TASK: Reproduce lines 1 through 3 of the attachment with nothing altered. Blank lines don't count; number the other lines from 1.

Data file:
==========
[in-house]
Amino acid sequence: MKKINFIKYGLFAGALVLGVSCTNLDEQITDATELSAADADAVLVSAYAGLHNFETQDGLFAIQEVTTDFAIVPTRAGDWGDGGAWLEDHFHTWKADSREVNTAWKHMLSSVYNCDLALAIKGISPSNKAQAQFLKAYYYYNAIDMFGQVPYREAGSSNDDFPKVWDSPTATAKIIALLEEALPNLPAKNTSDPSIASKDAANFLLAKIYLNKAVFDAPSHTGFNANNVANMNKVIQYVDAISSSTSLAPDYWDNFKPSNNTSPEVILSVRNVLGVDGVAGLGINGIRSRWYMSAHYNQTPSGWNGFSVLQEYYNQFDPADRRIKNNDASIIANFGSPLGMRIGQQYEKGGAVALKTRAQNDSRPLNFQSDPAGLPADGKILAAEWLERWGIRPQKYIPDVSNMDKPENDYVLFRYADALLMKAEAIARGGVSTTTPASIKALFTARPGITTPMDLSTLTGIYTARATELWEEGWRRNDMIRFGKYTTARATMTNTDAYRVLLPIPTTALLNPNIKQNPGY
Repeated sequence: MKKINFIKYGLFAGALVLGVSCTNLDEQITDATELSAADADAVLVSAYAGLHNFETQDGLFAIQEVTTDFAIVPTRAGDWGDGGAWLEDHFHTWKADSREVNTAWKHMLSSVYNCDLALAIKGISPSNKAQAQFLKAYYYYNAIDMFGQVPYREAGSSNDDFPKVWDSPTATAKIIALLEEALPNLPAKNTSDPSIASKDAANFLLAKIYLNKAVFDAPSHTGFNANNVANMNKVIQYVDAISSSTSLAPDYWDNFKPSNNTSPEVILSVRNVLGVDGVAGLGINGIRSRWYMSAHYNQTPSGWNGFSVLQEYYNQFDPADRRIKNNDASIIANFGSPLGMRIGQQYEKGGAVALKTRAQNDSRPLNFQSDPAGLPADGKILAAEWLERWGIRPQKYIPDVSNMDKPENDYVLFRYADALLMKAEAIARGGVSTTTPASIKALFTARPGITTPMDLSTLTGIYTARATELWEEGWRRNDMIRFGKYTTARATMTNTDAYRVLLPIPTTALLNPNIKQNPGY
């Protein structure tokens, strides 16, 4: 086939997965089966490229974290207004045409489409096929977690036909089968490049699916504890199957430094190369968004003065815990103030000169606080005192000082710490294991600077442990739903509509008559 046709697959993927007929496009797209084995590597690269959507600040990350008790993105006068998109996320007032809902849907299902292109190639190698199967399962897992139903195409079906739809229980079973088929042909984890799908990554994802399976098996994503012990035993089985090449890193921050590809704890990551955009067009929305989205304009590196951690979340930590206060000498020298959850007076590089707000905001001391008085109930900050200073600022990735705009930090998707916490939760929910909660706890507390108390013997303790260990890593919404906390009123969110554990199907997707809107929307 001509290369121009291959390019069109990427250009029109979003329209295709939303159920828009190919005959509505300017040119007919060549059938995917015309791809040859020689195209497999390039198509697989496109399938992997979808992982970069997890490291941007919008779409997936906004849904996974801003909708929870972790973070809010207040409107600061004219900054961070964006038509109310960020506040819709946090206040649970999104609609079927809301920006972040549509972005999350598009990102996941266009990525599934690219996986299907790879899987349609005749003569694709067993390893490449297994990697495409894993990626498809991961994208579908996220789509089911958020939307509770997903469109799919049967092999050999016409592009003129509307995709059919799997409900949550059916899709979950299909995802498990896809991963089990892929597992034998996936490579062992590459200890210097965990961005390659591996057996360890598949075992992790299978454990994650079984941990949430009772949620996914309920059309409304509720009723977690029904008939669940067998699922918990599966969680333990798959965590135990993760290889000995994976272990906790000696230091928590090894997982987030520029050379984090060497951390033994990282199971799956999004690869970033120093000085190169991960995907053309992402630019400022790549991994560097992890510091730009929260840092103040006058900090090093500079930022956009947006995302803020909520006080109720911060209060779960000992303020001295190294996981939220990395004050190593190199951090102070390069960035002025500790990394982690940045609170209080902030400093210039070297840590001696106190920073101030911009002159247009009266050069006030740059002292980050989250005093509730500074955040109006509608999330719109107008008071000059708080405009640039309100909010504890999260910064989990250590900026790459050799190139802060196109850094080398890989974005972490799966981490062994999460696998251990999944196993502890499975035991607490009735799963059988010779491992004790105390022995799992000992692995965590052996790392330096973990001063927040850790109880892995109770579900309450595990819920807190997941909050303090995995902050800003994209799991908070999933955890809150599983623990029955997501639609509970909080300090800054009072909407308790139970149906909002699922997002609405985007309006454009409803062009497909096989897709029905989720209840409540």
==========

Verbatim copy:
[in-house]
Amino acid sequence: MKKINFIKYGLFAGALVLGVSCTNLDEQITDATELSAADADAVLVSAYAGLHNFETQDGLFAIQEVTTDFAIVPTRAGDWGDGGAWLEDHFHTWKADSREVNTAWKHMLSSVYNCDLALAIKGISPSNKAQAQFLKAYYYYNAIDMFGQVPYREAGSSNDDFPKVWDSPTATAKIIALLEEALPNLPAKNTSDPSIASKDAANFLLAKIYLNKAVFDAPSHTGFNANNVANMNKVIQYVDAISSSTSLAPDYWDNFKPSNNTSPEVILSVRNVLGVDGVAGLGINGIRSRWYMSAHYNQTPSGWNGFSVLQEYYNQFDPADRRIKNNDASIIANFGSPLGMRIGQQYEKGGAVALKTRAQNDSRPLNFQSDPAGLPADGKILAAEWLERWGIRPQKYIPDVSNMDKPENDYVLFRYADALLMKAEAIARGGVSTTTPASIKALFTARPGITTPMDLSTLTGIYTARATELWEEGWRRNDMIRFGKYTTARATMTNTDAYRVLLPIPTTALLNPNIKQNPGY
Repeated sequence: MKKINFIKYGLFAGALVLGVSCTNLDEQITDATELSAADADAVLVSAYAGLHNFETQDGLFAIQEVTTDFAIVPTRAGDWGDGGAWLEDHFHTWKADSREVNTAWKHMLSSVYNCDLALAIKGISPSNKAQAQFLKAYYYYNAIDMFGQVPYREAGSSNDDFPKVWDSPTATAKIIALLEEALPNLPAKNTSDPSIASKDAANFLLAKIYLNKAVFDAPSHTGFNANNVANMNKVIQYVDAISSSTSLAPDYWDNFKPSNNTSPEVILSVRNVLGVDGVAGLGINGIRSRWYMSAHYNQTPSGWNGFSVLQEYYNQFDPADRRIKNNDASIIANFGSPLGMRIGQQYEKGGAVALKTRAQNDSRPLNFQSDPAGLPADGKILAAEWLERWGIRPQKYIPDVSNMDKPENDYVLFRYADALLMKAEAIARGGVSTTTPASIKALFTARPGITTPMDLSTLTGIYTARATELWEEGWRRNDMIRFGKYTTARATMTNTDAYRVLLPIPTTALLNPNIKQNPGY